It’s hard to chart when Death Cab For Cutie went from being a contextually successful indie group to a consistently gold-selling alternative rock band, but it was definitely somewhere between being name-dropped on “The O.C.” and the unexpected breakout success of Ben Gibbard’s side project The Postal Service — a pair of unwitting bookends that somehow circumvented the necessity for a hit single or an act of marketing genius. This inadvertent, but taken-advantage-of freedom is, in part, what allows (or even propels) the linear thrust of Codes and Keys. Of its eleven tracks, the majority are dictated by rhythm over melody, delivering on the band’s initial promise that this would be “a much less guitar-centric album than we’ve ever made before.” But that’s not to say that this isn’t a pop record at heart, and Gibbard’s propensity for earnest literary statements still pulls the strings.
“You Are A Tourist” was a smart choice for the lead single: most similar to the band’s earlier work, it features a relatively normal arrangement along with Gibbard’s high/slightly-less-high vocal contrasts guiding the listener throughout the track. It also includes Death Cab’s most memorable riff since “Title And Registration,” as Chris Walla’s guitar has its shining moment. It’s infectious and sweet, a great representation of the album as a whole. It also serves as a segue into the best track on the record, the six-minute “Unobstructed Views.”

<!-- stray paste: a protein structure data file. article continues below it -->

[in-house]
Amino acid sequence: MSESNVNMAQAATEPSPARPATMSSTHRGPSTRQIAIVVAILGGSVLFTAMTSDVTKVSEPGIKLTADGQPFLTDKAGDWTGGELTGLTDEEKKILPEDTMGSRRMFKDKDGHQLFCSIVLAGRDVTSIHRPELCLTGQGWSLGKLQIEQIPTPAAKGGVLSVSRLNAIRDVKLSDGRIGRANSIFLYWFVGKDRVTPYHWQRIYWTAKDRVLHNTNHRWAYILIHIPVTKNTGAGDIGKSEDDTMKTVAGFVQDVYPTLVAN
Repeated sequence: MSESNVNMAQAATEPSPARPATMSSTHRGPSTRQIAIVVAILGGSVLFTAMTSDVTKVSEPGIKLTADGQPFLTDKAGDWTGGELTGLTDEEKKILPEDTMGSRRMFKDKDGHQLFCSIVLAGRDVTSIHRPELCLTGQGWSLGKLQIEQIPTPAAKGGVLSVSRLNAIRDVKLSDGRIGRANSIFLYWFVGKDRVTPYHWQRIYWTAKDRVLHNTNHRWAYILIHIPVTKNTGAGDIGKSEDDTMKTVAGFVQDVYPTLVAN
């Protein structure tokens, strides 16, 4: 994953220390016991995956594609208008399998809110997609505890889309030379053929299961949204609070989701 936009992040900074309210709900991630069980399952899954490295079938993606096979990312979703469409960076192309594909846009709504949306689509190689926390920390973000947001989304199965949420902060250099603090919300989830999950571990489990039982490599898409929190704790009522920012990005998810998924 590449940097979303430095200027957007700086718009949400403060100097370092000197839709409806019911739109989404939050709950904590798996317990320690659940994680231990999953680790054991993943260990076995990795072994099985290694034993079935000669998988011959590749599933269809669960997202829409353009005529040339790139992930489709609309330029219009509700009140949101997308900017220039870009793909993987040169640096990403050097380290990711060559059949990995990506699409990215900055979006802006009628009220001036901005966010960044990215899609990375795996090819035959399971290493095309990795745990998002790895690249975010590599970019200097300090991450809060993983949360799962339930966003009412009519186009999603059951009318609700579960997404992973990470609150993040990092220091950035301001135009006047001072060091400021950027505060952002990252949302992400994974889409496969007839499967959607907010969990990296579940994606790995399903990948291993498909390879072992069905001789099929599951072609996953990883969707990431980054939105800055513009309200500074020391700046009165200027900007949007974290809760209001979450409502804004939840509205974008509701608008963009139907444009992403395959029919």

“Unobstructed Views” is a ruminative number about living without the assurances of religion or universal truth. In fact, in the lyric “there’s no one in the sky, just our love/no one unobstructed view, no perfect views/just our love, just our love,” Gibbard succinctly sums up Death Cab’s seemingly new outlook. Nothing matters but love. Gone, for the most part, are the musings of a wounded boy. In its place is a man who has found himself, still scarred, but, also, in love…and in love with being in love.
Nowhere is this more explicit than on the final cut, “Stay Young, Go Dancing.” Despite normally closing albums with a sad and contemplative track, Death Cab goes for smiles here as the track is bound by a twinkling set of keys and a snare-filled drum line that beckons for lovers to dance closely with each other. Perhaps we can thank Zooey Deschanel, Gibbard’s wife, for the new mood.
This is certainly not an album all Death Cab fans will be quick to embrace. There is something about the acute angst of their other work that has endeared them to so many listeners. While that angst is largely absent here, there is much to be said about the evolution in its place. It is a rare thing for a band so defined by a signature aesthetic to abandon it in the way Death Cab has here. “Codes and Keys” isn’t my favorite album by Death Cab, but it is one that will easily find a comfortable slot in my summer soundtrack
Transistor-on Takes “The Way Back Down” on EP